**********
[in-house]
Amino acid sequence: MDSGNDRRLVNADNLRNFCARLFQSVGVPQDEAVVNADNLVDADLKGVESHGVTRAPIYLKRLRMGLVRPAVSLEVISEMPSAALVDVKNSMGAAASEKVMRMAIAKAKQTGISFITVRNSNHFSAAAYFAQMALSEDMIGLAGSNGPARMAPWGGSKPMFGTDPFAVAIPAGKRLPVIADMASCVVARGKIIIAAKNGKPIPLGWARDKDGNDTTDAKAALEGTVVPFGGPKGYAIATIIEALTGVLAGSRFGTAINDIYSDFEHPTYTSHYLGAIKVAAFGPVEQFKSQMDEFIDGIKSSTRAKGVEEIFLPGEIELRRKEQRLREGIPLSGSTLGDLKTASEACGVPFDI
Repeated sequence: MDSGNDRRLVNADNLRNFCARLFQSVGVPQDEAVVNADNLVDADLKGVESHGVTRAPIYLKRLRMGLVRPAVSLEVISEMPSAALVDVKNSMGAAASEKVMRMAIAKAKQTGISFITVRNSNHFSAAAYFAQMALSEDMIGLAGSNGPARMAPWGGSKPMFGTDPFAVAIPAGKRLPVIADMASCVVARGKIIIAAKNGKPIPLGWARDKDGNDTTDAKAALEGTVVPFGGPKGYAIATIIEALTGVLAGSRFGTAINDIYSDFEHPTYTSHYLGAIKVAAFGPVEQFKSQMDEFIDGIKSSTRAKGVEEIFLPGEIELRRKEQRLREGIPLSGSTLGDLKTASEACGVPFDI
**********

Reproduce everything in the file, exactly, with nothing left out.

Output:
[in-house]
Amino acid sequence: MDSGNDRRLVNADNLRNFCARLFQSVGVPQDEAVVNADNLVDADLKGVESHGVTRAPIYLKRLRMGLVRPAVSLEVISEMPSAALVDVKNSMGAAASEKVMRMAIAKAKQTGISFITVRNSNHFSAAAYFAQMALSEDMIGLAGSNGPARMAPWGGSKPMFGTDPFAVAIPAGKRLPVIADMASCVVARGKIIIAAKNGKPIPLGWARDKDGNDTTDAKAALEGTVVPFGGPKGYAIATIIEALTGVLAGSRFGTAINDIYSDFEHPTYTSHYLGAIKVAAFGPVEQFKSQMDEFIDGIKSSTRAKGVEEIFLPGEIELRRKEQRLREGIPLSGSTLGDLKTASEACGVPFDI
Repeated sequence: MDSGNDRRLVNADNLRNFCARLFQSVGVPQDEAVVNADNLVDADLKGVESHGVTRAPIYLKRLRMGLVRPAVSLEVISEMPSAALVDVKNSMGAAASEKVMRMAIAKAKQTGISFITVRNSNHFSAAAYFAQMALSEDMIGLAGSNGPARMAPWGGSKPMFGTDPFAVAIPAGKRLPVIADMASCVVARGKIIIAAKNGKPIPLGWARDKDGNDTTDAKAALEGTVVPFGGPKGYAIATIIEALTGVLAGSRFGTAINDIYSDFEHPTYTSHYLGAIKVAAFGPVEQFKSQMDEFIDGIKSSTRAKGVEEIFLPGEIELRRKEQRLREGIPLSGSTLGDLKTASEACGVPFDI